Then the scientists looked to Europe. They decided the moth with caterpillars that ate purple loosestrife was itself a potential pest, so they left it alone. But they imported the beetles and the weevils and they did an excellent job. It’s one of the classic success stories of biological pest control.

The grasses, brackens, hogweed and ragwort have colonised the hedges and jostle for space in the corners of the fields.

Thistles have now mostly lost their purple heads but are no less spectacular for that.

thistle seedheads

In fact seed heads of all kinds provide an ethereal fringe to many of the hedges, while the breeze in the grasses supplies the music. 

Thistles and seedheads

Knapweed (top) and ragwort seed heads

A few of the smaller flowers can be easily missed.

Common dog-violet (left) and tormentil (right)

And even some of the larger ones are easy to ignore because they’re so common. But look closely…

meadowsweet

Scabious

Meadowsweet (upper) and Scabious (lower)

And here’s a handsome one – Hemp Agrimony, sometimes known as Holy Rope or St John’s Herb. Apparently you’re supposed to boil the root in ale as a purgative or to cure dropsy. Now you know.

Hemp Agrimony

Finally, and because many of you cherish the memory of curling up with Baroness Orczy as teenagers, here’s a Scarlet Pimpernel.

Scarlet pimpernel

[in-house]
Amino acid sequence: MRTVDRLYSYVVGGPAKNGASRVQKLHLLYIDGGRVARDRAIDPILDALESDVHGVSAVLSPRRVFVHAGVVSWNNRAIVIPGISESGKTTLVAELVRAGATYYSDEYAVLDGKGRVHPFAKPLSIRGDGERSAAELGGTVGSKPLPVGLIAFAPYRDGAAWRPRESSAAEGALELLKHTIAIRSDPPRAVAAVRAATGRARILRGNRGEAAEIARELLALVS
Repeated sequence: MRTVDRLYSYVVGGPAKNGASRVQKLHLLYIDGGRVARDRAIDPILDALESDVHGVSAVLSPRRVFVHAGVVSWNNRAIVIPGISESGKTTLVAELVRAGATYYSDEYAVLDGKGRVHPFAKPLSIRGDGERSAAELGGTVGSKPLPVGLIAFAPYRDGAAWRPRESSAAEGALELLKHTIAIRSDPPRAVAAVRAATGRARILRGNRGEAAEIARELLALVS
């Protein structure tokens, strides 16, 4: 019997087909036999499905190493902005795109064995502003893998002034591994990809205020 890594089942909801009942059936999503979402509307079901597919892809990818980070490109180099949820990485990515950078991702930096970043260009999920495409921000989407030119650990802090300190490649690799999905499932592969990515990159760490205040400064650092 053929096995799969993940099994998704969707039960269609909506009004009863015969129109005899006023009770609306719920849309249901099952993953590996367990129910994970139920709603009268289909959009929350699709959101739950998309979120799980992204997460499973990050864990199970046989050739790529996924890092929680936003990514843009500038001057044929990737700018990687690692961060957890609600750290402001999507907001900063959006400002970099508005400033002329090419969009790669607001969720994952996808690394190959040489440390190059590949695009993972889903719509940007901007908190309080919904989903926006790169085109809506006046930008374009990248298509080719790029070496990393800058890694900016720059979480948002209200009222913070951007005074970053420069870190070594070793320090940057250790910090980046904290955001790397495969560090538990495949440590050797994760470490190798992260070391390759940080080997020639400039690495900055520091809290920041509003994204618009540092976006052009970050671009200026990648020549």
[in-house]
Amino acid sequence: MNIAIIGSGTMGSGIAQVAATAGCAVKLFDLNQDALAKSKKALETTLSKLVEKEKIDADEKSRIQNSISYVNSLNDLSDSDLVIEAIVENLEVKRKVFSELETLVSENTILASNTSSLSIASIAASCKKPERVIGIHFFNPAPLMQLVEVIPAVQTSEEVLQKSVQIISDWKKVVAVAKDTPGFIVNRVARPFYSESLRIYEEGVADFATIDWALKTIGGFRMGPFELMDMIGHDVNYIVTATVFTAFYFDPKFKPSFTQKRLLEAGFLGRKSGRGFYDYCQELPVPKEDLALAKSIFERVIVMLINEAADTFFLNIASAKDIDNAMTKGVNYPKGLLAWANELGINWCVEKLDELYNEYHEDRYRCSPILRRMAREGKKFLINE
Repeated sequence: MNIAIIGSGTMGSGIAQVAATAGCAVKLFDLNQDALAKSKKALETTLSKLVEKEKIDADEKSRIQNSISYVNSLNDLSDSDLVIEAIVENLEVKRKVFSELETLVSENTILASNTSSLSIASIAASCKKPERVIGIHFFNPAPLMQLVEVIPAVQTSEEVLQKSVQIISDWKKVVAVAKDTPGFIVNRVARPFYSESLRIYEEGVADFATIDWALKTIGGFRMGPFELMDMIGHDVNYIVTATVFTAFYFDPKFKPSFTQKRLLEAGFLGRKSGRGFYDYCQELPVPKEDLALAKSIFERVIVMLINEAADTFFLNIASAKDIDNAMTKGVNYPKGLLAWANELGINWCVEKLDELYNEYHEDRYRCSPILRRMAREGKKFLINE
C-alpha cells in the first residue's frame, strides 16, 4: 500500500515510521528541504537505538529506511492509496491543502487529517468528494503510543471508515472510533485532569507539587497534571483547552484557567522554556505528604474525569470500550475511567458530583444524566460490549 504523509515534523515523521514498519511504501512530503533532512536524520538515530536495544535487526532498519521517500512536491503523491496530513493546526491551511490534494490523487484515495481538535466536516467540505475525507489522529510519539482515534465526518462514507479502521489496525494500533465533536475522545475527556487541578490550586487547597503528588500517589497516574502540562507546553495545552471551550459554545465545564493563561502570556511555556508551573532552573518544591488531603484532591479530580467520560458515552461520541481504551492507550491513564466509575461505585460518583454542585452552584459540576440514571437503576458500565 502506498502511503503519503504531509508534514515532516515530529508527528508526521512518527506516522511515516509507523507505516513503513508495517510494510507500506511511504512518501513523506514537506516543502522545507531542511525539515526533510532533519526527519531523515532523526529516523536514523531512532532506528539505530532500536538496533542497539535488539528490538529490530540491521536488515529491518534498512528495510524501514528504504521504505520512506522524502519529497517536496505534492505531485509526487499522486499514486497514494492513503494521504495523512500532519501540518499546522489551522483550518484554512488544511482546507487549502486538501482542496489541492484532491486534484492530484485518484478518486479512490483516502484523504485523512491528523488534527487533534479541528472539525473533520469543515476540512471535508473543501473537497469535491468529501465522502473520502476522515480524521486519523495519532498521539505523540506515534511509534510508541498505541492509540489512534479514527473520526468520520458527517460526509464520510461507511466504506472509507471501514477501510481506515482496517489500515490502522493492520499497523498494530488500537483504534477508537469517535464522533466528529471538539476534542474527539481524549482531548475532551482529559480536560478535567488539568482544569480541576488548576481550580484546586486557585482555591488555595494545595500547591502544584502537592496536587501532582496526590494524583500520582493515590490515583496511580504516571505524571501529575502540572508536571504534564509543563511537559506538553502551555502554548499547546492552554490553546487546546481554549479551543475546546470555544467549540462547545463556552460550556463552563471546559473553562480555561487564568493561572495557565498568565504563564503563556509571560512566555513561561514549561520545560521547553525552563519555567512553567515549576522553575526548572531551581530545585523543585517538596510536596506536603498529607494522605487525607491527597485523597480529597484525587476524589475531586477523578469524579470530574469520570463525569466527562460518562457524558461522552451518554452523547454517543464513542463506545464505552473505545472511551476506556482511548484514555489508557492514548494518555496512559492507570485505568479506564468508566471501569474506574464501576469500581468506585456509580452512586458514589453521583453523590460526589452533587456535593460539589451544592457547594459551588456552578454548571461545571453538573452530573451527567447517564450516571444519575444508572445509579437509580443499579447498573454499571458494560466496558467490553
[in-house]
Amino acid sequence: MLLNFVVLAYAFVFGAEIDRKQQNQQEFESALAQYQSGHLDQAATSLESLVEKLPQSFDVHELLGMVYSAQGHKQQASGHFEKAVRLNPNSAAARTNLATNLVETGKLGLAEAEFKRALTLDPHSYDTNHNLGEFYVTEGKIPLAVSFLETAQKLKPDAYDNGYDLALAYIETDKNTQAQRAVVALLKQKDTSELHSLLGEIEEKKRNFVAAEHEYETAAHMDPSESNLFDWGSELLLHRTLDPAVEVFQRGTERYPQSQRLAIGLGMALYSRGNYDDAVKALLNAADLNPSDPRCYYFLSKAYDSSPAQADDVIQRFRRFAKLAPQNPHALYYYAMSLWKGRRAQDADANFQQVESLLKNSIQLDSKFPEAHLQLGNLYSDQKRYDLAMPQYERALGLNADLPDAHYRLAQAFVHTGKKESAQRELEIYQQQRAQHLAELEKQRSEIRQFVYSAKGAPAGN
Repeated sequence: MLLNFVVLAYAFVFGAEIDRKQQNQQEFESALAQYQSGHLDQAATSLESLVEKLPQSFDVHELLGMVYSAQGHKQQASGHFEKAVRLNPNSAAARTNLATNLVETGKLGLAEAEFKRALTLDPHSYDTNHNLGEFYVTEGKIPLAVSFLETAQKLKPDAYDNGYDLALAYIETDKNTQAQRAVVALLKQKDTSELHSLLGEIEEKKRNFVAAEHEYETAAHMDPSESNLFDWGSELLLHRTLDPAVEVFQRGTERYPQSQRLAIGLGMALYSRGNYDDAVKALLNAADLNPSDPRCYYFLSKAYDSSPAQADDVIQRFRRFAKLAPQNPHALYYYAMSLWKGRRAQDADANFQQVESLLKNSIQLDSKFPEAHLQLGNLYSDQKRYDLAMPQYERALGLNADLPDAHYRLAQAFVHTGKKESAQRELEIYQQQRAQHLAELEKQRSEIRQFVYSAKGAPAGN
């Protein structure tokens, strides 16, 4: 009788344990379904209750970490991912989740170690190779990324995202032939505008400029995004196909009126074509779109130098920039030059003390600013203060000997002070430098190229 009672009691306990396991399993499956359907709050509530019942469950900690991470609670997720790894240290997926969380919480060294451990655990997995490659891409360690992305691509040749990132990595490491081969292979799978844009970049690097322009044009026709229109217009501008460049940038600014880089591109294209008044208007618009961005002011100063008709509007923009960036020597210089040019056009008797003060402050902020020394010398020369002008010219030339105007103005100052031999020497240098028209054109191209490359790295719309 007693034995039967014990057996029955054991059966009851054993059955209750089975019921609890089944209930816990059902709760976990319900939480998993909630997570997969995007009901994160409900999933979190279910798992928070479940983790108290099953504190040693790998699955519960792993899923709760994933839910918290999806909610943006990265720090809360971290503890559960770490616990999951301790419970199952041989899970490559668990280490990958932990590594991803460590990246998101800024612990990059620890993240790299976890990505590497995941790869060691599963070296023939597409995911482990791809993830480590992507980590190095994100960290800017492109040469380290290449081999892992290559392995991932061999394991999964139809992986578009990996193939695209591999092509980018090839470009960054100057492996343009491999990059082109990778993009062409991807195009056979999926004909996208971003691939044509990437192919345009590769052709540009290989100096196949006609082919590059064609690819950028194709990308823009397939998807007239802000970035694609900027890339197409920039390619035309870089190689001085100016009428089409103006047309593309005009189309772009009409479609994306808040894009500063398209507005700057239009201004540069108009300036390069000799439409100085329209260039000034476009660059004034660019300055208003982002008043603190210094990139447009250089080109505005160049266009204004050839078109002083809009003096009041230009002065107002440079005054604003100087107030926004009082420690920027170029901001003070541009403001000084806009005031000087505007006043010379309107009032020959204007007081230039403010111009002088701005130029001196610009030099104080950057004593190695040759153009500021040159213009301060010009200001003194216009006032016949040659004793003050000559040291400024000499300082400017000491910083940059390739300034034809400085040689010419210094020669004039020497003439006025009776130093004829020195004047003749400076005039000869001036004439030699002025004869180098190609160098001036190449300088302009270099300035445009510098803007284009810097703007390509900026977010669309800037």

All the photographs in this collection, with one exception, were taken on one day, September 8. There’s more, so much more, to see and hear at this time of year along the boreens of West Cork, but I’ll leave it at that for now, except to show you whom I was sharing all this with on my walk.

FLY ON BLACKBERRY

Clockwise from top: blackberry, dog rose, rose hip, hawkbit, herb robert and a species of willowherb. All with visitors.

Oh and one more thing… there are many versions of the song Wild Mountain Thyme on YouTube, but this one struck me because of the lyrics. Subtle changes make the song both more romantic and more accurate. See what you think.

fuchsia

Window on our World…

Our View to the Islands

Our view to the Islands

Sunlight and drama have been the key elements of the view from Nead an Iolair this week. The drama began at coffe time on Monday: whenever we are sitting having breakfast, lunch, tea, supper – or maybe just sitting – we are looking out over the scene you see above. Central in that prospect is our bird feeder, where we keep a constant eye on the comings and goings.

Suddenly, a bomb dropped out of the sky! It scattered the birds and there was such a twittering and chattering – squawks and alarm calls. The ‘bomb’ was a Kestrel – who had singled out a juicy victim from among the avian throng… I’m pleased to say that it missed its target and crashed ignominiously into the adjacent gorse bush. Seconds later it extricated itself and sloped off, trying not to look too foolish. I have to say I admire birds of prey, although I’d rather not see them lunching on our garden friends. In the past we have also had sight of a Sparrowhawk on our stone boundary wall.

The Swallows: Felix Bracquemond, 1881

The Swallows: Felix Bracquemond, 1881

As I write this there are Swallows wheeling in the air above us: although we have had cloudless skies for several days the wind is in the east and it’s pretty chilly – however these harbingers of the Summer seem happy enough to have arrived on our shores in late April.

The Choughs are always with us!

The Choughs are always with us!

The Choughs are good friends of ours – they sit on the roof or tumble about in front of us, showing off their bright red bills and claws. At the moment they are foraging in the rocky land behind the house, pulling out roots and twigs for nest building. Another nester is the Starling family which inhabits the space in our eaves, creating a lot of noise and mess.

rabb